Updated: Jun 28, 2019
By Dr. RB Hernandez
In a survey on Harvard Business Review , about 30% of half a million U.S. employees don’t understand why changes are happening in their organization. When people don’t understand, they can’t accept, and they surely can’t drive desired change forward. When we understand, we create a thought. Most thoughts are visual in nature as well as emotionally-triggering. This means that thoughts trigger or pull for an emotional response. This, in turn, creates energy which is vital to drive the change. In other words, no understanding equals no energy for change to take place.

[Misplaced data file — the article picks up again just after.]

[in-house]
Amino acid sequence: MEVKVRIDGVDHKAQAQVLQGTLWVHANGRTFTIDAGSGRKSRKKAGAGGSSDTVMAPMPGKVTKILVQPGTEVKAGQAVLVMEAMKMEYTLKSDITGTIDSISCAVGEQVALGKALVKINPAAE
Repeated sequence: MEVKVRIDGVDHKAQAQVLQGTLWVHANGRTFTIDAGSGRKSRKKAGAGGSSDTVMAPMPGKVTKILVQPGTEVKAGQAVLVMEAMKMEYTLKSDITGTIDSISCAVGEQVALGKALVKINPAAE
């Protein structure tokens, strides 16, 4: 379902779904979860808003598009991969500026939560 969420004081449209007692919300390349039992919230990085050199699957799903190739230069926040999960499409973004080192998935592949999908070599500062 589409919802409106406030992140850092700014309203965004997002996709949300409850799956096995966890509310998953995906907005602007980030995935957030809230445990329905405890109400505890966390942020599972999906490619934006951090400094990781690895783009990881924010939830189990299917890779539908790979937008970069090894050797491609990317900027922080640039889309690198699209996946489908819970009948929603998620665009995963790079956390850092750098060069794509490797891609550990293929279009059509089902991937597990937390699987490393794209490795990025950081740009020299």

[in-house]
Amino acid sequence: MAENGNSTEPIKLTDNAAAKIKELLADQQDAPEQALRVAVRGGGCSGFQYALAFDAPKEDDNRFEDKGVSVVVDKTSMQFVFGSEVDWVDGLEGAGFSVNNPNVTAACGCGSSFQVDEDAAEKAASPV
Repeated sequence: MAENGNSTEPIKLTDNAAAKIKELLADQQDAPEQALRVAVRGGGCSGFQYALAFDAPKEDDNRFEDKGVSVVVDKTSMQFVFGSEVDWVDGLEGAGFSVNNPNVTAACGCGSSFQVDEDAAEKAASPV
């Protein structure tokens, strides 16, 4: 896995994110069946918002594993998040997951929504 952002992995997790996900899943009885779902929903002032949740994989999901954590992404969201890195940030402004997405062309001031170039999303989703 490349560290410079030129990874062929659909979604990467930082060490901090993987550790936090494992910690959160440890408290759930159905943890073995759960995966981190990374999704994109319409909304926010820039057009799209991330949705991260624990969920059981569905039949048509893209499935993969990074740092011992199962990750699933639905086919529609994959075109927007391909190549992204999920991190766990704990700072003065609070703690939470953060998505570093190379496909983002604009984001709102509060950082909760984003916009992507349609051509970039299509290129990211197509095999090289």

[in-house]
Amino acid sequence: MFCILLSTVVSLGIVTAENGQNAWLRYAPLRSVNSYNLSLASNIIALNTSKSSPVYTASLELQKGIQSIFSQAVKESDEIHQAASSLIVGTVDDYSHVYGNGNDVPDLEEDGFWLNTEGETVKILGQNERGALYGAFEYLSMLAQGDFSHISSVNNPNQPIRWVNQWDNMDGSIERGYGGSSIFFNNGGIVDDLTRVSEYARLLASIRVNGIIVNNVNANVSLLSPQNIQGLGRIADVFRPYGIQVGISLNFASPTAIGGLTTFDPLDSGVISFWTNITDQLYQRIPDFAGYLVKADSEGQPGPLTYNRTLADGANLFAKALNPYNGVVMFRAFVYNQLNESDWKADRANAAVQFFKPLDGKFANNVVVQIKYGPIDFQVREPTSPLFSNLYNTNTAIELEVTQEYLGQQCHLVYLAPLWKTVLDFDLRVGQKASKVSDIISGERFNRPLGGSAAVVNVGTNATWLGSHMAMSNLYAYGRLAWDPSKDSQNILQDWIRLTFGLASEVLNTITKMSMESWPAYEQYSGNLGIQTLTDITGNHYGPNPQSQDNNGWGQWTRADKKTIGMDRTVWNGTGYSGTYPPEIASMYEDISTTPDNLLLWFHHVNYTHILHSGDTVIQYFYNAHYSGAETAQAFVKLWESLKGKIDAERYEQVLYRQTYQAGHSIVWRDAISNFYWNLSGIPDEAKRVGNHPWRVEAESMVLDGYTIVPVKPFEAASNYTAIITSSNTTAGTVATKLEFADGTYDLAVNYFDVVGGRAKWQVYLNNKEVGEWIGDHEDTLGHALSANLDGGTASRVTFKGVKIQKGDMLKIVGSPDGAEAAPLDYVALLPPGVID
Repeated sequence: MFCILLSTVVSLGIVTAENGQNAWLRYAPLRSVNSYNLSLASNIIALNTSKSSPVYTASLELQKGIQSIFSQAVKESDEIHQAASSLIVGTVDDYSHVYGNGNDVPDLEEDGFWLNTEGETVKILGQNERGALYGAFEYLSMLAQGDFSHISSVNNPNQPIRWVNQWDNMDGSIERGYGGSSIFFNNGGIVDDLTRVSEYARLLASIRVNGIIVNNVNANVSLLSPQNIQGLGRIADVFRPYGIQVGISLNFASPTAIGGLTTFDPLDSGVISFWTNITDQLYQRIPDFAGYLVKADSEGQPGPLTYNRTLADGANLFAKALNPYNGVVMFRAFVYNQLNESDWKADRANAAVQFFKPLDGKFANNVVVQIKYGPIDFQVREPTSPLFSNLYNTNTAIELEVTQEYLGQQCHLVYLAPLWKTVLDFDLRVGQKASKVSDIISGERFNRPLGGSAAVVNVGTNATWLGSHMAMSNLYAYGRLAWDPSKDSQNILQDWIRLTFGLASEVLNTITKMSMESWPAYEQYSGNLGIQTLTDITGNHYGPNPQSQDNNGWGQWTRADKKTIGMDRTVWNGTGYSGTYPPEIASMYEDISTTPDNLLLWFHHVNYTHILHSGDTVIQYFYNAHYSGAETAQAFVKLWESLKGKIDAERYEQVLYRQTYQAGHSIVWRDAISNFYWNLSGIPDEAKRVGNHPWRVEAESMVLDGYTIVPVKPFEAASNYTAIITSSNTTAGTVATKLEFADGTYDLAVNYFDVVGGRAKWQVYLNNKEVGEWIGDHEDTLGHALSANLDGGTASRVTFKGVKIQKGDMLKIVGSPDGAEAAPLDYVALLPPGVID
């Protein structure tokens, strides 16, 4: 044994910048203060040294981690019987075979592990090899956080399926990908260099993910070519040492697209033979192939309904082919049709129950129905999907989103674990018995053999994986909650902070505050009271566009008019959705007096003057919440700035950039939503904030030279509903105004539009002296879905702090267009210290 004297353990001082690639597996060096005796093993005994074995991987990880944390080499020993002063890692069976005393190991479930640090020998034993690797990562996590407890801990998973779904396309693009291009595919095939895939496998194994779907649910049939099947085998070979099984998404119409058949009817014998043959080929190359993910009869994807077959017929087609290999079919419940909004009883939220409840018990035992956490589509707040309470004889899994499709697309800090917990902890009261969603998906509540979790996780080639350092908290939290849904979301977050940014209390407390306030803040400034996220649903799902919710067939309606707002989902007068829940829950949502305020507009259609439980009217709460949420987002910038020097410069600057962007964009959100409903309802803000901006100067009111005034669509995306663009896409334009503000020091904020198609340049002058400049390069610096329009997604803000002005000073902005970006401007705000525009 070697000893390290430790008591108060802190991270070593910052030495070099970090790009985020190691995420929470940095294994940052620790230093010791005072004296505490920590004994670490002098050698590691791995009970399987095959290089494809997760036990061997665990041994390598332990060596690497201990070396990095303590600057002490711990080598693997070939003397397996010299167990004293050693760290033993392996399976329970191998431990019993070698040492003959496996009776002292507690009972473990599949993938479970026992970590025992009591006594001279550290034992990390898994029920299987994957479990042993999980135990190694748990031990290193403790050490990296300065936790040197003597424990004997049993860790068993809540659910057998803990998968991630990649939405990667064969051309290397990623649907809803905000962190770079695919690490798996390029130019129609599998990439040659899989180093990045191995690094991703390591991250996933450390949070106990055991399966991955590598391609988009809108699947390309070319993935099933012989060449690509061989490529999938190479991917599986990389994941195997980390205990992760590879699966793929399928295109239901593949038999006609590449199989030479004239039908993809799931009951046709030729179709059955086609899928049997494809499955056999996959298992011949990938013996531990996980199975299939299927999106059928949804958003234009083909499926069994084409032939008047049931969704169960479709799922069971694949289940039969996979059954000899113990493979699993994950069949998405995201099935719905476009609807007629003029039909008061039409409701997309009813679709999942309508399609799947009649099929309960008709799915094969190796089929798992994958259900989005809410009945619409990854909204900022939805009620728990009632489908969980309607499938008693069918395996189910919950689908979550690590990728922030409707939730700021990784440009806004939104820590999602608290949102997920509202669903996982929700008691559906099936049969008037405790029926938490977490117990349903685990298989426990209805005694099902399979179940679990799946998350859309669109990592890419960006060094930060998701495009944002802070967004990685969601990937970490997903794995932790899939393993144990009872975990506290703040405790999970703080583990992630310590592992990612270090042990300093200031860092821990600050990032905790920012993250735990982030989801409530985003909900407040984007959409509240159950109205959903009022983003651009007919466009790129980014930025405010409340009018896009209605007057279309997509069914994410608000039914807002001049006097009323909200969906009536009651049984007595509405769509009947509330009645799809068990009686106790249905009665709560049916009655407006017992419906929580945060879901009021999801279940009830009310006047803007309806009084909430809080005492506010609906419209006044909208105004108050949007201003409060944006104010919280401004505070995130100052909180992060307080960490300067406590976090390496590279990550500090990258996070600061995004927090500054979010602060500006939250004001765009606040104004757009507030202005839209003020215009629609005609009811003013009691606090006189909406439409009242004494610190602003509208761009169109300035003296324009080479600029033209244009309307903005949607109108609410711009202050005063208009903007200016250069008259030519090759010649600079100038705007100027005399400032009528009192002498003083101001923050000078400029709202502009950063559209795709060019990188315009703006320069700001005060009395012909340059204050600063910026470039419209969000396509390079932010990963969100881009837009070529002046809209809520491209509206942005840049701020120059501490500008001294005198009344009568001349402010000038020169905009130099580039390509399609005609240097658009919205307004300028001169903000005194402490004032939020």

Assuming individuals or employees understand the reasoning of why change is needed is a big mistake most leaders make. Leaders think employees can see the destination clearly of where the company is heading, and this is not so.
Explaining the change requires using language that fits each culture within an organization. Take Sales, for example, they speak very differently than Marketing. IT has a different language than HR. The message has to be translated so that those individuals key stakeholders we need to drive the change, understand what is being communicated. So broad messages, while efficient, do not work. This would be like the United Nations ditching the translator audios in order to save money and the speaker just speaks their native language to all those in attendance…yeah, not good.
Inspiration is key, but only after a compelling vision is created and effectively communicated. This requires taking into account the language and culture of those who we want to drive the change forward can connect with.